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The Score

Starring Robert De Niro, Edward Norton, Angela Bassett and Marlon Brando
Screenplay by Kario Salem and Lem Dobbs and Scott Marshall Smith; story by Daniel E. Taylor and Kario Salem
Directed by Frank Oz
website: www.thescoremovie.com

IN SHORT: Really good heist flick. Good twists and a great cast. [Rated R for language. 123 minutes]

It was just a matter of time before director Frank Oz (as opposed to actor/ muppeteer Frank Oz; same guy) turned his talents from comedy movies to something serious, like the burglary thriller The Score. He does it in grand style, teaming three of the best actors of their (individual) generations in one big heist of a story. Granted, there are three kinds of heist stories: there are those that are so complicated that they don't make any sense. There are those that are so complicated that pulling them off yields a Mission: Impossible kind of thrill when they come off flawlessly. Then there is a movie like The Score which, like the bowl of porridge in the story of the Three Bears, is just right.

From our honesty is the best policy department... we saw The Score as the sixth in a run of seven movies seen in a period of two and a half days. That's not the best way to do this gig but in the summertime, as at the end of the year, we aren't given a heck of a lot of choice in the matter. In this particular case, the first five in a row were stinkers and we did manage an hour's nap before seeing The Score. With a day's pause, we don't think we're overestimating the quality of the flick in comparison to the first five, nor do we think we're underestimating it. Like the porridge, it's just right by any standard.

At minimum, we get to see Marlon Brando breezing through a good screen role as if he'd never decided to spend most of his time in semi-retirement on his island out by Tahiti. At not even close to maximum, we get more screen time with Brando and Robert De Niro together than we did the last time De Niro got stuck with a heavily hyped disappointment of a teamup (that one scene with Al Pacino in Heat). At maximum, we get Brando and De Niro and new kid on the block Edward Norton at the same time. Just right.

Like all good safecrackers, Nick Wells (De Niro) works alone, at night, in black. His tools are the basic drill and saws and magnifying lenses, with just enough high tech gadgets to keep everything "honest" <vbg> 'cuz we do expect M:I tech from our safecrackers. For the last twenty five years he's used Max (Brando) as his fence and "investment advisor" but at this point in his life he's finally got a major distraction. Her name is Diane (Angela Bassett), a flight attendant who knows that her beau has some shady dealings aside from the jazz club he owns and operates in Montreal Canada. Nick wants to settle down. Angela wants him totally legit and retired. That would be fine by Nick except for two problems, both involving a new acquaintance of Max' named Jack Teller (Norton) who needs help to pull off the sweetest deal he's ever stumbled across in his short career. It's sweet because it involves ripping off an object hidden inside another (ie. no one new it was there) It is a priceless artifact -- a jewel encrusted, golden scepter created for the Throne of France in the Sixteenth Century. The script is a simple, inside job and has more than enough tension to keep you happily planted in your seat.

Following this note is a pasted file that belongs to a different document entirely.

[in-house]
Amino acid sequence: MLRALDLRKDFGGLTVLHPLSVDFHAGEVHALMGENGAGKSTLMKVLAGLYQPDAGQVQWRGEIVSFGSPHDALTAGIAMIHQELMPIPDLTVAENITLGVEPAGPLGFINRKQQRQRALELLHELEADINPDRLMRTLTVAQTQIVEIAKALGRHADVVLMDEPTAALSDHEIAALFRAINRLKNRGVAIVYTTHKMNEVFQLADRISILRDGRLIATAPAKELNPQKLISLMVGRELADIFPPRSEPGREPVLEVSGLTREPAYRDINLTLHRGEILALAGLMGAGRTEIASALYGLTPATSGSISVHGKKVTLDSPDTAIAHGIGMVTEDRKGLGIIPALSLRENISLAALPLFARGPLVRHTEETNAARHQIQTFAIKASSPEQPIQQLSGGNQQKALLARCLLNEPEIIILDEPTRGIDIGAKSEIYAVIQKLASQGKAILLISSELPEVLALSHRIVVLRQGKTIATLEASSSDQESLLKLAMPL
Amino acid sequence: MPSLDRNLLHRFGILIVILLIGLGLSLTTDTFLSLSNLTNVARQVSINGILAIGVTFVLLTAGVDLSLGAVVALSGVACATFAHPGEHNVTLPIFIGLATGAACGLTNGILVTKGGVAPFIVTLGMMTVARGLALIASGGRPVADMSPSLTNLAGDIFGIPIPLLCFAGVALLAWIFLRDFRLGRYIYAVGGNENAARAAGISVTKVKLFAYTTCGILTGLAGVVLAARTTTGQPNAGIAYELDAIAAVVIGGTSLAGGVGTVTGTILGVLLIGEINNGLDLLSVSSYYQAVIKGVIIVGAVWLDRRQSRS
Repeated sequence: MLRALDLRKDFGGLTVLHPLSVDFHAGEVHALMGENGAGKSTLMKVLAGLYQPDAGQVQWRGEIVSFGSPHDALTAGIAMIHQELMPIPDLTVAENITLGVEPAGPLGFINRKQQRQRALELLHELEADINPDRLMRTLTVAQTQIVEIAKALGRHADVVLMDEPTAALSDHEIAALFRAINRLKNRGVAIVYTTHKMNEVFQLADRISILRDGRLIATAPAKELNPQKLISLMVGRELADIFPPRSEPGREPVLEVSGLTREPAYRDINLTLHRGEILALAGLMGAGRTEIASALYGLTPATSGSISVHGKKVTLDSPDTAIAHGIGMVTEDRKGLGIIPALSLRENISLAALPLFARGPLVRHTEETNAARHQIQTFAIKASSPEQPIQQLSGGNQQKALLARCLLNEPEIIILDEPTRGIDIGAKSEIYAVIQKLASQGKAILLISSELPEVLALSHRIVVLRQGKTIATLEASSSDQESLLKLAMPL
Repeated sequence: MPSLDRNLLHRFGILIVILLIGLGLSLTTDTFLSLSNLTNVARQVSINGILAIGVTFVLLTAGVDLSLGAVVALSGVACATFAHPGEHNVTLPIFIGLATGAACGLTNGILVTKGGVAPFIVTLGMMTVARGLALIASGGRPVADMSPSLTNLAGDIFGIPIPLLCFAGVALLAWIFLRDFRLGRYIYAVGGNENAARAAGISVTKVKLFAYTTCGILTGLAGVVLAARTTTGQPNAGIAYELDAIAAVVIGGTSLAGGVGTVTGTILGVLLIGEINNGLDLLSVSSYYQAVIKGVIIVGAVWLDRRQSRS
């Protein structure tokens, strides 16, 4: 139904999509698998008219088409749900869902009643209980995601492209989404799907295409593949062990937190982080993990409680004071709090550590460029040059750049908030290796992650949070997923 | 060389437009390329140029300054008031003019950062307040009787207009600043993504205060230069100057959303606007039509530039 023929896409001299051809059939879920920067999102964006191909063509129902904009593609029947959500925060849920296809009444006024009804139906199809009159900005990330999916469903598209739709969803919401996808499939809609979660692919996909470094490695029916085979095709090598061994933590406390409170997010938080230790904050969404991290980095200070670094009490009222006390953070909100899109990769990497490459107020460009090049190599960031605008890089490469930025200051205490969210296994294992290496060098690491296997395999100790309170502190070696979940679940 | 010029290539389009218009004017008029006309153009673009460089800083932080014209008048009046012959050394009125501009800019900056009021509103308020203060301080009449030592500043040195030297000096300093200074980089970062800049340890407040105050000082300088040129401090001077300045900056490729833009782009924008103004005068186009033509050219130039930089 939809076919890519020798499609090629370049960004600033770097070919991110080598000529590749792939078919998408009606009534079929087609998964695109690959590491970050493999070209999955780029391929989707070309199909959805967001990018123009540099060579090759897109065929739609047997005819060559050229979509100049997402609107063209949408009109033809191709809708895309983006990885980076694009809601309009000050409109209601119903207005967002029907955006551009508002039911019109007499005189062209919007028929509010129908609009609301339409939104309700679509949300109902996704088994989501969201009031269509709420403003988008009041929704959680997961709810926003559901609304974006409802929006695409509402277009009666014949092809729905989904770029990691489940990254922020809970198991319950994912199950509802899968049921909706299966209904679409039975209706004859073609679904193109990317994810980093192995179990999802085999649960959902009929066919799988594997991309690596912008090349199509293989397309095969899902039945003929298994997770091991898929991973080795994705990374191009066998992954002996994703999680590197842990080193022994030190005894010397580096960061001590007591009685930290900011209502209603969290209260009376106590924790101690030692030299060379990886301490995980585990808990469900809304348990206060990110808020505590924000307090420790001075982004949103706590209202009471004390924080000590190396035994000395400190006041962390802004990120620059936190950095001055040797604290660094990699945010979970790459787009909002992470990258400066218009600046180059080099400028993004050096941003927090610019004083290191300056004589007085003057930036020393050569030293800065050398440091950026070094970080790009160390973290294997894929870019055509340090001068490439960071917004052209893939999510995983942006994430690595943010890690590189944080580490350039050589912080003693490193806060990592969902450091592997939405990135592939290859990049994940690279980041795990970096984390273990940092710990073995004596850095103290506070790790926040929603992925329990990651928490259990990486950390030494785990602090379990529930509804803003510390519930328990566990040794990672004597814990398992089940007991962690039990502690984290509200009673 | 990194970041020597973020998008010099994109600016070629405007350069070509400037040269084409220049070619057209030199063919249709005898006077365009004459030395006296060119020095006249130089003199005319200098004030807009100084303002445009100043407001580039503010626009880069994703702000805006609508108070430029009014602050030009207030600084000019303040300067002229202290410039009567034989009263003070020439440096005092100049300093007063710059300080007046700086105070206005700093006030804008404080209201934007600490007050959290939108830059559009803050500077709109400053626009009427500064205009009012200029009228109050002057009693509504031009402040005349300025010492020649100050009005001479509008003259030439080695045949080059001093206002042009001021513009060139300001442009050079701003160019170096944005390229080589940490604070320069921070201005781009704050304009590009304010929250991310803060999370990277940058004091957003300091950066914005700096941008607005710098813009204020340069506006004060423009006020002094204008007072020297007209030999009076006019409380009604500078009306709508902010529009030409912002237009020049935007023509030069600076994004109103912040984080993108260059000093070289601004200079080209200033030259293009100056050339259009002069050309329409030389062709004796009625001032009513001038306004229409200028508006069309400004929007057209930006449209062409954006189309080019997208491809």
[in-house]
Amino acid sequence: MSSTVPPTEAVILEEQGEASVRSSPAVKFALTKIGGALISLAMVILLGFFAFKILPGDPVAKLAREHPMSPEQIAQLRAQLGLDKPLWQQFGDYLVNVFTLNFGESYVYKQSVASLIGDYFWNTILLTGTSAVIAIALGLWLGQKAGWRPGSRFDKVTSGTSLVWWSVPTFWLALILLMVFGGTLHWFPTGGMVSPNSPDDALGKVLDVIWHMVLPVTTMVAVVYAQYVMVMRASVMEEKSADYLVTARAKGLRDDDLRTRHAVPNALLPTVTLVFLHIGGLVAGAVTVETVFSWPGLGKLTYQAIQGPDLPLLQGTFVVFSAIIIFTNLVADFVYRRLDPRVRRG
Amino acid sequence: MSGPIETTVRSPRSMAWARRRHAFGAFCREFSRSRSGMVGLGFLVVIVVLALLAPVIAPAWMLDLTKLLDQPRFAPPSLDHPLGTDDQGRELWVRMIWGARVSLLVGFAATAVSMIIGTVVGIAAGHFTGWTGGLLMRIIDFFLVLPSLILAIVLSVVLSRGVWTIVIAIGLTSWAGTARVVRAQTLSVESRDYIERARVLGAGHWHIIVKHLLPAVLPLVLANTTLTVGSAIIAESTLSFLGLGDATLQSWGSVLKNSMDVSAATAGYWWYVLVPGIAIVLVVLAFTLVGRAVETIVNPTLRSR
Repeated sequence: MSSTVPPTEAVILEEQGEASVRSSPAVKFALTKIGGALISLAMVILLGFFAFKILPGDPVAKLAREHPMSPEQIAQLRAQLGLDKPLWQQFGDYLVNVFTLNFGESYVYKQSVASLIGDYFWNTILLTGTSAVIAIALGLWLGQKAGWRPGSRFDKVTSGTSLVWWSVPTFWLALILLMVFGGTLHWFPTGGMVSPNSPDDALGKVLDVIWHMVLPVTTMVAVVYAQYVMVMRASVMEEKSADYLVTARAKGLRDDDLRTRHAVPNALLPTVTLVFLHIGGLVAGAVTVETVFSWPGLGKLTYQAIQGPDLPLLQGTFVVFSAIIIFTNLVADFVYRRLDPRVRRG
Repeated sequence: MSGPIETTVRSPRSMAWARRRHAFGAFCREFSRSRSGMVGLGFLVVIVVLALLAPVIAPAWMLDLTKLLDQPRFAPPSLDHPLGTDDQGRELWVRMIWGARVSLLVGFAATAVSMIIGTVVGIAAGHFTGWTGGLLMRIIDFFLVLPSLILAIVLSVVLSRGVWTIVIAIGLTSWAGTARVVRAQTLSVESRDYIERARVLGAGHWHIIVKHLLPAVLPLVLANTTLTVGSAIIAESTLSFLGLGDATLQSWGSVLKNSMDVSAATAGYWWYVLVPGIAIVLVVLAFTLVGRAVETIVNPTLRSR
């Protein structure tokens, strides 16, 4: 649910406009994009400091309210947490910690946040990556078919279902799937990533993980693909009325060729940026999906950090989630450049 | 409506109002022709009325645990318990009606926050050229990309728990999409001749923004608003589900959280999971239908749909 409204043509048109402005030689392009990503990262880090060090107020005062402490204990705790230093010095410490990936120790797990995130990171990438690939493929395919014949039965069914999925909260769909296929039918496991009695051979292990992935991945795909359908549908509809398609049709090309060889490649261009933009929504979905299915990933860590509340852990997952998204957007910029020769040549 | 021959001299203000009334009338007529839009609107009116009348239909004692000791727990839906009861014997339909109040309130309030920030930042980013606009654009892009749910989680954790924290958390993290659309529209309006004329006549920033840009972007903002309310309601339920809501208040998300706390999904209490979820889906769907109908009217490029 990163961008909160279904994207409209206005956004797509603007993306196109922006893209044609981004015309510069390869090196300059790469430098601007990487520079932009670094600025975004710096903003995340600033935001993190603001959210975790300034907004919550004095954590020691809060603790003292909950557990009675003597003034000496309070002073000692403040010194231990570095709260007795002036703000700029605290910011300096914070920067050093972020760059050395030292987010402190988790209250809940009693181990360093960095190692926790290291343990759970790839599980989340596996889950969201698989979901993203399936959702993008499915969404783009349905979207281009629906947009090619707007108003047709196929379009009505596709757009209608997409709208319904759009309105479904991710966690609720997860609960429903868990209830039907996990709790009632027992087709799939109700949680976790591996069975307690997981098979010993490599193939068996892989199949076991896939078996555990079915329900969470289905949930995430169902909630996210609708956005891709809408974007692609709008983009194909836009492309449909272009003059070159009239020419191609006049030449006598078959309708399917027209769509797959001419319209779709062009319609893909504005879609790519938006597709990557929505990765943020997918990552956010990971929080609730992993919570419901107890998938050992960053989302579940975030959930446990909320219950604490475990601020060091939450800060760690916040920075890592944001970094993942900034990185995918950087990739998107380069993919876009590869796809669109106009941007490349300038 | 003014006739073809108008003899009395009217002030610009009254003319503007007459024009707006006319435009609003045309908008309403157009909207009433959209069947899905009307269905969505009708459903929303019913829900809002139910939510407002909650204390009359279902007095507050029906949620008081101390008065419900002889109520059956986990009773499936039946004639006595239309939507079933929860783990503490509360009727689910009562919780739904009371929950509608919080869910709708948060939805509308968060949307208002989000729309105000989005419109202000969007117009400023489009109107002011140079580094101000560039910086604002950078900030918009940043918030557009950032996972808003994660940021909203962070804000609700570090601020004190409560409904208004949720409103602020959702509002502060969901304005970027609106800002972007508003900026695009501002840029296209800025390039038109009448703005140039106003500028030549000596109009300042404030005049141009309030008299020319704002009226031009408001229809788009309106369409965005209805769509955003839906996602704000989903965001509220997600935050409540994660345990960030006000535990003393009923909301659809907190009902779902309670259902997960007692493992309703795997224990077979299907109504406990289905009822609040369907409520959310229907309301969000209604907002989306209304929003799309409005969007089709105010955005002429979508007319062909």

But we have real actors in this movie so we get background conflicts in addition to all the tension of a standard "will they or won't they get caught" routine. One character is in so deep to the mob he fears for his life. One wants out. One wants it all. One wants way more than that and, as always, there is no honor among thieves. Or television commercials, which we hope you haven't seen 'cuz at least one of 'em gives away more than it should and far more than we ever would.

On average, a first run movie ticket will run you Eight Bucks. Were Cranky able to set his own price to The Score, he would have paid . . .

$5.00

dateflick for the grownups. Just right.

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The Cranky Critic website is Copyright © 1995  -  2017  by Chuck Schwartz. Articles by Paul Fischer are Copyright © 1999 - 2006 Paul Fischer. All images, unless otherwise noted, are property of,©, ®, their respective studios and are used by permission. All Rights Reserved. Not to be used or copied for any commercial purpose. Academy Award(s) and Oscar®(s) are registered trademarks and service marks of the Academy of Motion Picture Arts and Sciences.